Nothing could keep the Mavericks front office from thinking it’s really clever. Not near-death experiences, not the ever-more-looming threat of nuclear war and certainly not the results of any of their decisions.
They thought they were extremely clever when they more or less invented the Seven Seconds or Less Suns by refusing to pay future two-time MVP Steve Nash. They thought they were even more clever when they let Tyson Chandler go so they couldn’t defend the only title in team history and could instead muck around as a non-threat for the rest of Dirk Nowitzki’s career. They thought they were clever when they determinedly kept their team mediocre to offer big contracts to top free agents who had offers from much better teams, and they think they’re being clever now.
There are benefits to thinking you’re so clever — although, to be clear, they are only partially intentional. You pretty much never end up signing Chandler Parsons to the so-far disastrous deal that Memphis ended up getting him for which, of course, was a possibility for them. That’s the good side. But it’s out-produced explicitly by the bad side: they never get anyone else either. Because they believe, so deeply, so so deeply, that at some point — maybe even before the end of time itself — they’ll be able to convince one of the best players in the league to sign with a team that isn’t very good, or one of the better players in the league to sign for a number they think is fair even if they have better offers from better teams.
That’s the thing about the Mavs front office. They have lots of apologists because they typically do make offers that don’t get the job done. Some people say they never offered Nerlens Noel the $17.5 million a year that was reported, but Woj says it was four-year, $70 million offer and it’s hard to doubt him about this kind of stuff. That’s enough, as whatever garbage they offered Chandler or Nash or whoever was enough, for some people to think the issue is players having too high an opinion of themselves. But it’s not, because they get those contracts elsewhere, and if what you’re doing doesn’t work, and has never worked, getting self-righteous about what players really DESERVE will only ever be a hobby.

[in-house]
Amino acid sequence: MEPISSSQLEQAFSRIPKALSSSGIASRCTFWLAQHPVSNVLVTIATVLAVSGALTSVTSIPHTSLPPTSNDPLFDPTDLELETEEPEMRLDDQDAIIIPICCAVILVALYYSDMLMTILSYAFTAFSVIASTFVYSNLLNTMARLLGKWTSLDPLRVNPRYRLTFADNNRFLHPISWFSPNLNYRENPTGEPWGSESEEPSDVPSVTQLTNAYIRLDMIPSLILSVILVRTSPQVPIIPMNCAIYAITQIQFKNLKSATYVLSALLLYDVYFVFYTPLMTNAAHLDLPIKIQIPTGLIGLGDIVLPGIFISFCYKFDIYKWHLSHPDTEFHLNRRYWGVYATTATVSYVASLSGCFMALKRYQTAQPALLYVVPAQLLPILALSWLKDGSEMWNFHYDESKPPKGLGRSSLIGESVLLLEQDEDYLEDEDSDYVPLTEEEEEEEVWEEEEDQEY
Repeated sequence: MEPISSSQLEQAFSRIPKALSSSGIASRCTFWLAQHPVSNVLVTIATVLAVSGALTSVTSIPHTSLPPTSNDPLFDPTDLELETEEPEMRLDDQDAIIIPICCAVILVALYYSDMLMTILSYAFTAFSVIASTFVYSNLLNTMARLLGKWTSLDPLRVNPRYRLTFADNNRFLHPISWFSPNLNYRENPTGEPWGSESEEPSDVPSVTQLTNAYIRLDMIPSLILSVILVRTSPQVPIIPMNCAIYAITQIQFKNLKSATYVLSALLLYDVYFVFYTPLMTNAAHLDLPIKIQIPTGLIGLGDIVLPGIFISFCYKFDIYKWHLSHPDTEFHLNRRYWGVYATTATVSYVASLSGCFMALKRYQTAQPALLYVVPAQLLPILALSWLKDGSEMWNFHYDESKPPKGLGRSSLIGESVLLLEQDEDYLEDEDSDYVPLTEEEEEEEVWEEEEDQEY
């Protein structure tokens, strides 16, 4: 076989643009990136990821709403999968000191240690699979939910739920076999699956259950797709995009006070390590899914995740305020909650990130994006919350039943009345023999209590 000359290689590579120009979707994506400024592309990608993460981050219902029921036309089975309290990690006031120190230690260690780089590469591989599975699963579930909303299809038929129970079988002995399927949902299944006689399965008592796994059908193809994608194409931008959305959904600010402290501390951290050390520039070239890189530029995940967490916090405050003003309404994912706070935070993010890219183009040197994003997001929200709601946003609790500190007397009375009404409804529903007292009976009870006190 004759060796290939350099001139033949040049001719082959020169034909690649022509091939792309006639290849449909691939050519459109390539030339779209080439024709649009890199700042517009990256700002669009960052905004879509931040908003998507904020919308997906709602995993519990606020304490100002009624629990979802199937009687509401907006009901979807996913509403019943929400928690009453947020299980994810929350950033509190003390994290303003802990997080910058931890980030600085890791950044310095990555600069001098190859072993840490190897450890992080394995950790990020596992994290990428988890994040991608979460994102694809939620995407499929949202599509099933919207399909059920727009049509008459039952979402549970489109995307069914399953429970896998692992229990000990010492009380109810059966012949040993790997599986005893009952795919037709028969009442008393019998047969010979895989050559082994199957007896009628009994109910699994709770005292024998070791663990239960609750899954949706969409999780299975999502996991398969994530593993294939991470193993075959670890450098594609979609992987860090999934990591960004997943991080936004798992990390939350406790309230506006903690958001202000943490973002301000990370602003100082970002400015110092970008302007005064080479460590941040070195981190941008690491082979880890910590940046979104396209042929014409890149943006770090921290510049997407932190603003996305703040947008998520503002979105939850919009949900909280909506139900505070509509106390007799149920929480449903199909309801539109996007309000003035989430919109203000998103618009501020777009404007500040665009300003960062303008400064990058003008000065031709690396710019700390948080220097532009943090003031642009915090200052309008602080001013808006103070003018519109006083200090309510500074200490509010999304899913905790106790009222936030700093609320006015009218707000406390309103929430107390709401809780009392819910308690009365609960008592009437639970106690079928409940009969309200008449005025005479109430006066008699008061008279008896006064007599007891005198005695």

In this case, for the first time ever, the Mavs seemed to have insurance against being themselves. Noel was a restricted free agent, which means the Mavs could match any offer anyone else made, which means they could have offered him more than they did but less than the max, and either gotten him to sign it or else been bid upwards by another team. They could also have offered him the max, but unlike the max contracts they’ve offered to every other big name free agent over the last few years, they could have been sure he’d take it. It could have been an overpay. Most likely they could have gotten him for less than he’ll get next year if he’s at all good this year while nobody else had a bite at the apple, even if it’s more than they wanted to pay today. If not, they could have gotten him for the same as they’ll likely have the chance to pay him next year, but with the guarantee he’d actually take it.
Instead, once again, refusing to understand that good basketball players are extremely valuable commodities who almost always have good options, they asked Noel to call their bluff. He did, and did the one thing that evaporated literally all of their bargaining power. By signing the qualifying offer, Noel insured he’d be underpaid this year but an unrestricted free agent next year. The Mavs will still be able to offer him a little more money, but if he plays well at all he’ll be able to go to any team in the league prepared to express their appreciation for him, rather than holding him up to ridicule. And, obviously, he’ll remember this offseason when making his choices. So, in other words, the odds the Mavs get one deeply discounted year from a guy with huge potential this year when it doesn’t matter, and next year are utterly irrelevant, no matter how good Dennis Smith Jr. is, just went way, way up.